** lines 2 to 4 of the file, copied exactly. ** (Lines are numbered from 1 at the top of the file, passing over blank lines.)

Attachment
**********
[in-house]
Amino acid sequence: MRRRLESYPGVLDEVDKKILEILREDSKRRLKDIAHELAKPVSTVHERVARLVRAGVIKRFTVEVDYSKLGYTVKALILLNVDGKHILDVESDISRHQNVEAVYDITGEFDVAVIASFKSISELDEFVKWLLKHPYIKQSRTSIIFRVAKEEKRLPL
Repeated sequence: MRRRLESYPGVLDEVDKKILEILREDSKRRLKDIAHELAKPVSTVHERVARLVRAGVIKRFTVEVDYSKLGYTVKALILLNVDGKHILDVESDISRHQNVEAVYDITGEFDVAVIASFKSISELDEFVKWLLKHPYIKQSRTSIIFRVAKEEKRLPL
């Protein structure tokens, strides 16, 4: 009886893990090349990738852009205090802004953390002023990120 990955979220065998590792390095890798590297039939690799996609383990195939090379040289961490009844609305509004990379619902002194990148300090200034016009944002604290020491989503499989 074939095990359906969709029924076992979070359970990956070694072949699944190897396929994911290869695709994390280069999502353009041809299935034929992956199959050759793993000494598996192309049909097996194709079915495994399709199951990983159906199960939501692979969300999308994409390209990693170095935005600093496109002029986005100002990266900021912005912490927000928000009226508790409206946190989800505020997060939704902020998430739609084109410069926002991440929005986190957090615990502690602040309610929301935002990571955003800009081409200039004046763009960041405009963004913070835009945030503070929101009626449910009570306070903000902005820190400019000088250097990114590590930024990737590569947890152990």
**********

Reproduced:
Amino acid sequence: MRRRLESYPGVLDEVDKKILEILREDSKRRLKDIAHELAKPVSTVHERVARLVRAGVIKRFTVEVDYSKLGYTVKALILLNVDGKHILDVESDISRHQNVEAVYDITGEFDVAVIASFKSISELDEFVKWLLKHPYIKQSRTSIIFRVAKEEKRLPL
Repeated sequence: MRRRLESYPGVLDEVDKKILEILREDSKRRLKDIAHELAKPVSTVHERVARLVRAGVIKRFTVEVDYSKLGYTVKALILLNVDGKHILDVESDISRHQNVEAVYDITGEFDVAVIASFKSISELDEFVKWLLKHPYIKQSRTSIIFRVAKEEKRLPL
């Protein structure tokens, strides 16, 4: 009886893990090349990738852009205090802004953390002023990120 990955979220065998590792390095890798590297039939690799996609383990195939090379040289961490009844609305509004990379619902002194990148300090200034016009944002604290020491989503499989 074939095990359906969709029924076992979070359970990956070694072949699944190897396929994911290869695709994390280069999502353009041809299935034929992956199959050759793993000494598996192309049909097996194709079915495994399709199951990983159906199960939501692979969300999308994409390209990693170095935005600093496109002029986005100002990266900021912005912490927000928000009226508790409206946190989800505020997060939704902020998430739609084109410069926002991440929005986190957090615990502690602040309610929301935002990571955003800009081409200039004046763009960041405009963004913070835009945030503070929101009626449910009570306070903000902005820190400019000088250097990114590590930024990737590569947890152990």